What is a significant way your book has changed since the first draft?

My stories don’t change much during the writing process. Often the whole story is intact and pretty finished in my head even before I sit at the computer. This same applies to Between the Walls. Of course, I still read it through many times, made minor refinements, and corrected the language.

I also do this finetuning when I participate in translations into English or Swedish. I speak those two languages myself. Interlingual “cultural interpretation” sometimes brings up interesting details.

Collaboration with illustrators is an exciting step, too. Sometimes I still grind some points even then to make the interaction between the illustration and the text as seamless and smooth as possible. This phase may require changing the name or color of the bird species or plant in the text. But like I said, the main lines in the book are strong and remain from the beginning.

If you could spend a day with another popular author, whom would you choose?

A natural choice for me to meet would be Zachris Topelius (1818-1898). We have a lot in common regarding our general interests and roles in society. True love for telling stories for children and improving their knowledge and wellbeing is something we share, too.

Although my work and influence as a writer are far more limited than Topelius’, I strongly connect to the idea of defending the weakest in society with various literary means. I respect his work for families and those who were less fortunate in the community. I consider myself working for the same purposes, so we certainly had a lot to discuss.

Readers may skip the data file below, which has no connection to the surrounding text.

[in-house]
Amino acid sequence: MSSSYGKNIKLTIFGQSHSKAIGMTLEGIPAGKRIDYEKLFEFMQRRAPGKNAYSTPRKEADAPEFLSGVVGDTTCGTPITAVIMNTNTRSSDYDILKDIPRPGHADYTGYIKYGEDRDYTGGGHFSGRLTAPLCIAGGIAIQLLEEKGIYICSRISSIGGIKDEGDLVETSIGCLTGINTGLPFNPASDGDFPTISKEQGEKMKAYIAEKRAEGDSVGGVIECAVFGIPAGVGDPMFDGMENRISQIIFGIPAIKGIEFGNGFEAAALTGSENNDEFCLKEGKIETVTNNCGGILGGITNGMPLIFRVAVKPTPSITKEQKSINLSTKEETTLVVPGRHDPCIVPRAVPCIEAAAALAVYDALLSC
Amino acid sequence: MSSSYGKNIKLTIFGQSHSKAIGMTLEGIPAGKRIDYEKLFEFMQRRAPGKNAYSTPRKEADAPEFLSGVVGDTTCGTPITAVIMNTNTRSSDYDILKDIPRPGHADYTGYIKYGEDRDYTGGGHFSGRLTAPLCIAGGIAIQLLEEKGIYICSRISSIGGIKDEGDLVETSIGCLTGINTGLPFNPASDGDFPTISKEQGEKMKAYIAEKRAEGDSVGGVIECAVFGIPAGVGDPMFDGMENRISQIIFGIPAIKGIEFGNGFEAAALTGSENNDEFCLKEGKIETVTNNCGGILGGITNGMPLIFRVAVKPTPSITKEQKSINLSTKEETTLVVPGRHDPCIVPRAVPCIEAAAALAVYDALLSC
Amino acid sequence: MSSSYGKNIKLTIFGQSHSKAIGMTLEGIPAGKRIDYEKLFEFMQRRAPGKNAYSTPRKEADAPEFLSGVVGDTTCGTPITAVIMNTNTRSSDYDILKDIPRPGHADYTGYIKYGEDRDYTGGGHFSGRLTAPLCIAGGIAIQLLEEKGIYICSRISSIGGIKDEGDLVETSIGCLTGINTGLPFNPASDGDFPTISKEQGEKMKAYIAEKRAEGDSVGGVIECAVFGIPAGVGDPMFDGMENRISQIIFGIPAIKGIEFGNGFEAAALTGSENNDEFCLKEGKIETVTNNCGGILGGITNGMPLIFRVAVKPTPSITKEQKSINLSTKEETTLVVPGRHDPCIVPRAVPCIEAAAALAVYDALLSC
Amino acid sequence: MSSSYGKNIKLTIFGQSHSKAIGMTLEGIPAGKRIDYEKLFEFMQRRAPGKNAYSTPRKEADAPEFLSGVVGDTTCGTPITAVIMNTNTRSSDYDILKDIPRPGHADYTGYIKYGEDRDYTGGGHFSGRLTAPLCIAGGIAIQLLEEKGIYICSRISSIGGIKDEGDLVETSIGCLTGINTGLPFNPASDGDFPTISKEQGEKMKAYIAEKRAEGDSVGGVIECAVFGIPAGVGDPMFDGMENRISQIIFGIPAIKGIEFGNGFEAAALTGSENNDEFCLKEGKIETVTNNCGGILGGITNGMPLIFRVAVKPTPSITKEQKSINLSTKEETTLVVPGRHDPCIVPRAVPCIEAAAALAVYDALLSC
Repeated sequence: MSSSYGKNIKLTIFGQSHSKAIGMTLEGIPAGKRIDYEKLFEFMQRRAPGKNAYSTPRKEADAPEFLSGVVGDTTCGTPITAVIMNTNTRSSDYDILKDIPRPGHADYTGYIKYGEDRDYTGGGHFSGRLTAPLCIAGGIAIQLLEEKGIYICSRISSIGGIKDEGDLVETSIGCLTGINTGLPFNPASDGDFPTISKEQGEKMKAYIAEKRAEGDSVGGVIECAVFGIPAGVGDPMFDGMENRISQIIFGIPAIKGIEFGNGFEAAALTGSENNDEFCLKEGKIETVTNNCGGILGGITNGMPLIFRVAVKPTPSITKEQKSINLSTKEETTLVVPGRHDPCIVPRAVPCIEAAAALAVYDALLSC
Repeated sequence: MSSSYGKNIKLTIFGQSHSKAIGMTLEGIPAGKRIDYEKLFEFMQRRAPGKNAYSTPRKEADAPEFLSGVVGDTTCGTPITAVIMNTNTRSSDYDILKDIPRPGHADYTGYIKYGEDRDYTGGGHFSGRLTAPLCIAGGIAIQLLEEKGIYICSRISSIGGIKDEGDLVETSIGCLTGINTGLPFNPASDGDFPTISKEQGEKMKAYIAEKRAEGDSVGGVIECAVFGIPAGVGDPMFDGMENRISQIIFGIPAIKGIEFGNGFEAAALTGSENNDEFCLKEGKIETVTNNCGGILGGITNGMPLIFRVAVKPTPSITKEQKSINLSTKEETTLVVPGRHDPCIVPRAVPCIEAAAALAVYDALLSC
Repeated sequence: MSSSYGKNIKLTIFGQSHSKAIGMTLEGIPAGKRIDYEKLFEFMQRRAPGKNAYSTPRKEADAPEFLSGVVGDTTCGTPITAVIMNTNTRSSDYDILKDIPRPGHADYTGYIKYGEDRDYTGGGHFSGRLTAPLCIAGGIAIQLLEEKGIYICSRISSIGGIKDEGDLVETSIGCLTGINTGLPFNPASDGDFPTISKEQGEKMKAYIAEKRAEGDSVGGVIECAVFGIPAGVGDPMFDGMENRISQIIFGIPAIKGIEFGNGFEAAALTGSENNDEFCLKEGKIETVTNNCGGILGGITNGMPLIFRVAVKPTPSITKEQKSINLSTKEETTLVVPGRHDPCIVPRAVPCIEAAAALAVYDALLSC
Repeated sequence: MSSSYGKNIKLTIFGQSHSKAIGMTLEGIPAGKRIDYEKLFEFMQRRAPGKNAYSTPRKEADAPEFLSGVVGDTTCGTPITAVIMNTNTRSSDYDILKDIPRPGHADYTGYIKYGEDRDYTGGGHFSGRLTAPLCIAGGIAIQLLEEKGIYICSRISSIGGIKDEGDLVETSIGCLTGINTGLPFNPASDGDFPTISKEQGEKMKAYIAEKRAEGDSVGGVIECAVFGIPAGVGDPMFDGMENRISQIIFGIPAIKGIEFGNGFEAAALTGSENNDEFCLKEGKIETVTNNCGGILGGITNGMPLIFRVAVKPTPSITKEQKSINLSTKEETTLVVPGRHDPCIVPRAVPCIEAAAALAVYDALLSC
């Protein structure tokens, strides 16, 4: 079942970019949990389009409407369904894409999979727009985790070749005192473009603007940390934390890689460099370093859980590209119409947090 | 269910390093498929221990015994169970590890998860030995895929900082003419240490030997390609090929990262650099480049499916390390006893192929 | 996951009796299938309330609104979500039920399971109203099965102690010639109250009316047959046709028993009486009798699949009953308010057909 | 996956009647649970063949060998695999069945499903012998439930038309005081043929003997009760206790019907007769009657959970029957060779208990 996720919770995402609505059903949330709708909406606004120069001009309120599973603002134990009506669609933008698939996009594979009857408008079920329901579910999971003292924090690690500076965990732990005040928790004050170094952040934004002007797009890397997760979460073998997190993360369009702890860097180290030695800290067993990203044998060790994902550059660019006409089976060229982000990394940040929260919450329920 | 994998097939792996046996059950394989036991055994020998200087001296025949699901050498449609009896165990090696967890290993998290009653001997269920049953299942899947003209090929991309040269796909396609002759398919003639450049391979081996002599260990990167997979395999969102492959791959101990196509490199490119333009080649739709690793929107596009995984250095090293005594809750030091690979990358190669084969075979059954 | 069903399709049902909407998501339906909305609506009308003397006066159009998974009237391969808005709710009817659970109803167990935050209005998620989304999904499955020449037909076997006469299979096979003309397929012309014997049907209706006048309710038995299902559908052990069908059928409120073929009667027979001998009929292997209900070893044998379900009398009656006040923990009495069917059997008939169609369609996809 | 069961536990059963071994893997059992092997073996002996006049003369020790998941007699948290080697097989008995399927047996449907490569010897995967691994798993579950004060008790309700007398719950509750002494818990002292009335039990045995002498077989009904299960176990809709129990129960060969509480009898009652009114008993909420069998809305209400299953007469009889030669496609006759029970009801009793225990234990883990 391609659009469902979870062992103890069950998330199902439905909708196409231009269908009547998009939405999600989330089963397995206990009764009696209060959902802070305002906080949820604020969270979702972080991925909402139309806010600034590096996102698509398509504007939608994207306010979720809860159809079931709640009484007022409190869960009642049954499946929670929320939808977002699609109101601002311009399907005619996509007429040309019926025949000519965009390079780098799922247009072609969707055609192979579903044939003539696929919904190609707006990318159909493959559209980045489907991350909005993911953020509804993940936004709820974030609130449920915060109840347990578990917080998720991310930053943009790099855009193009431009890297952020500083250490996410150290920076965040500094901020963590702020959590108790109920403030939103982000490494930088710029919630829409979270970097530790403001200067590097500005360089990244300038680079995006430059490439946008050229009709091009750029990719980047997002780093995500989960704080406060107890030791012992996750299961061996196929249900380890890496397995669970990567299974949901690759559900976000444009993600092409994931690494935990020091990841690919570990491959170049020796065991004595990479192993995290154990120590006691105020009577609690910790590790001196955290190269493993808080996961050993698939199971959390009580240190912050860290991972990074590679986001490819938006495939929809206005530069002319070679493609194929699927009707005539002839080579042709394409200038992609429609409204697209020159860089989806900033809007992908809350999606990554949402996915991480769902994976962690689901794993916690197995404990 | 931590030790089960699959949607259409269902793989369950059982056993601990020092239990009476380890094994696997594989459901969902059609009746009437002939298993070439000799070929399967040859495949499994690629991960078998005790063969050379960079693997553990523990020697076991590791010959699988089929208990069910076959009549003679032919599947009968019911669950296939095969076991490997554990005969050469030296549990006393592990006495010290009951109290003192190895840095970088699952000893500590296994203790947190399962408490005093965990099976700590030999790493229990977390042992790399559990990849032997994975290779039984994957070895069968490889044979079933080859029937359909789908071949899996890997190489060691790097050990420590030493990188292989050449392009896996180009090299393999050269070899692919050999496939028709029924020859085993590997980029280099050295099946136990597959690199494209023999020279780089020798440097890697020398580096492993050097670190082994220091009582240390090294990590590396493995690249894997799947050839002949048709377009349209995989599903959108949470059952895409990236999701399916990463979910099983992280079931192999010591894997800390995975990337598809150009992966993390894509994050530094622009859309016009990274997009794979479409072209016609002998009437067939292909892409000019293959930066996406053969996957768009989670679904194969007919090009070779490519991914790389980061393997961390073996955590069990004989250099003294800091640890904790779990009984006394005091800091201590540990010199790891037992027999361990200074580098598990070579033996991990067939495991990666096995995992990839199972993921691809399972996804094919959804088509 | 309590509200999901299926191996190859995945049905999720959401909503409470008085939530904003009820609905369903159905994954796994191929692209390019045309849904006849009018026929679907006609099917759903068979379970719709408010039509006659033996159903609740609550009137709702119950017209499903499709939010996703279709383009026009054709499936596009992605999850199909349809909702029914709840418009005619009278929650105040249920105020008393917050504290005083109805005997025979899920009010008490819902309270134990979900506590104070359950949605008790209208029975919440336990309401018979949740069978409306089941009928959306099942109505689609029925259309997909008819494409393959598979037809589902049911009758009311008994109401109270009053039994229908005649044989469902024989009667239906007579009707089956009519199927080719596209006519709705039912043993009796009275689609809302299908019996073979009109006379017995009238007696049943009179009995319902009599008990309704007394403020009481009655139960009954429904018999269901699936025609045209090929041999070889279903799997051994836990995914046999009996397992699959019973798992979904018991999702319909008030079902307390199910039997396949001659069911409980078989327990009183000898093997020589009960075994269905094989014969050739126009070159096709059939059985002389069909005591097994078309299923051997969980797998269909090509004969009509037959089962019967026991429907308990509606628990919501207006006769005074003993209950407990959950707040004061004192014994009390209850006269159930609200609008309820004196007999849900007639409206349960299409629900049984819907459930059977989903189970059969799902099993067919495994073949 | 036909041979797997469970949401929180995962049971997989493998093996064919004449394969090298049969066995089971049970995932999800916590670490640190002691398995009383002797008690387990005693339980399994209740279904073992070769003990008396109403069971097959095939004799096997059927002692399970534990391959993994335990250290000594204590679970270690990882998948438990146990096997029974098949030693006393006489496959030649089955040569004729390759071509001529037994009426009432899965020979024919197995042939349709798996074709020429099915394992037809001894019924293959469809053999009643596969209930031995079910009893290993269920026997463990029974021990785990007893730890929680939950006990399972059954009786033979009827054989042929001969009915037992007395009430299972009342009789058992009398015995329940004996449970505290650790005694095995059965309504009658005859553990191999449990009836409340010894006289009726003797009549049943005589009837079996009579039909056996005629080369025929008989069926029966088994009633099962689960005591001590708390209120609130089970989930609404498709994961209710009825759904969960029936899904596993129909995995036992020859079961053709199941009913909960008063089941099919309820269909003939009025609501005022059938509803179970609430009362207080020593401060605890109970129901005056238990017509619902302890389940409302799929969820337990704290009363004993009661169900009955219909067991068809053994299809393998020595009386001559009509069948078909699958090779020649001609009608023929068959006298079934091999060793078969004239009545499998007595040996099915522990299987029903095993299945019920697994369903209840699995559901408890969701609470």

The power of rich imagination and a warm heart in stories is irresistible. Topelius combined facts and fiction in his vast children’s book production and kept his goals clear throughout his long career as an author, journalist, and respected scholar. Topelius used all his skills and positions in society to make a difference. In the same way, I think the weakest in life need the strongest defenders. The more fortunate should use their abilities to help others in whatever position there have.

If I could meet Topelius, I’d love to use the “time capsule” and meet him both in his time in 19th century Helsinki and today’s independent Finland. I would be happy to show him how the Finnish society has improved in social and educational aspects and become a genuine democracy to provide even better possibilities for everyone. I think he would be pleased and proud.

Like Topelius, I also love history and nature. We would undoubtedly ponder the changing societies and nature around us. We could take a long walk outside to admire forests and shores of lakes and the sea. I could take some photos and videos with my mobile and let him be surprised.

To end the day, I could repeat one of his thoughts that I like a lot – “… open the window and allow the air from the world to flow in!”